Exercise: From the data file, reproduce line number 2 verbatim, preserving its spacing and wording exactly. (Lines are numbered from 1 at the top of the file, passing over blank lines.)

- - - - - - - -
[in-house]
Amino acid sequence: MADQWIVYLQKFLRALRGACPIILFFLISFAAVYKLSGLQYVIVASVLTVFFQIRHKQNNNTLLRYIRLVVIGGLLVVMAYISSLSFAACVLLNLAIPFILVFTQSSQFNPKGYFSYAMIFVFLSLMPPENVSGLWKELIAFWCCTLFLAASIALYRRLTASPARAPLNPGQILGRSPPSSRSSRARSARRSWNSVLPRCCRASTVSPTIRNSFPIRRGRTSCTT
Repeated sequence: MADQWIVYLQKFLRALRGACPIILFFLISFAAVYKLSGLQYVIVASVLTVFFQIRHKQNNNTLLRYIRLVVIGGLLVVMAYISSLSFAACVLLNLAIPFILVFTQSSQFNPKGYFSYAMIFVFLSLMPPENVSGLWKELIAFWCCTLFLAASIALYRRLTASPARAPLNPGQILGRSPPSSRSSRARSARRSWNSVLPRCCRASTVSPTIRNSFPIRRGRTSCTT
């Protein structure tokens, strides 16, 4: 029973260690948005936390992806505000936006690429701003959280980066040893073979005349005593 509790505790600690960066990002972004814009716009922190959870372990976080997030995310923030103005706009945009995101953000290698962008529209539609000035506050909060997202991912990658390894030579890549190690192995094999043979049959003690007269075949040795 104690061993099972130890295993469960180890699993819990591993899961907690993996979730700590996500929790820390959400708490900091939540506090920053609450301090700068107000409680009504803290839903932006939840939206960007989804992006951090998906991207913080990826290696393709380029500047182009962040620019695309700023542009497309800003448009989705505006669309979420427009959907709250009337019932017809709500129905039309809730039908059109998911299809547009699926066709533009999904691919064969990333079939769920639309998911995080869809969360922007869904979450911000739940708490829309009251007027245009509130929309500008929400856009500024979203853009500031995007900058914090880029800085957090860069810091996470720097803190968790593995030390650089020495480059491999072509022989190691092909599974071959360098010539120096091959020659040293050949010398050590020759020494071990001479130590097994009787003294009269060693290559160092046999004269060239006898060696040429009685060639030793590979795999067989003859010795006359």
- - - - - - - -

Amino acid sequence: MADQWIVYLQKFLRALRGACPIILFFLISFAAVYKLSGLQYVIVASVLTVFFQIRHKQNNNTLLRYIRLVVIGGLLVVMAYISSLSFAACVLLNLAIPFILVFTQSSQFNPKGYFSYAMIFVFLSLMPPENVSGLWKELIAFWCCTLFLAASIALYRRLTASPARAPLNPGQILGRSPPSSRSSRARSARRSWNSVLPRCCRASTVSPTIRNSFPIRRGRTSCTT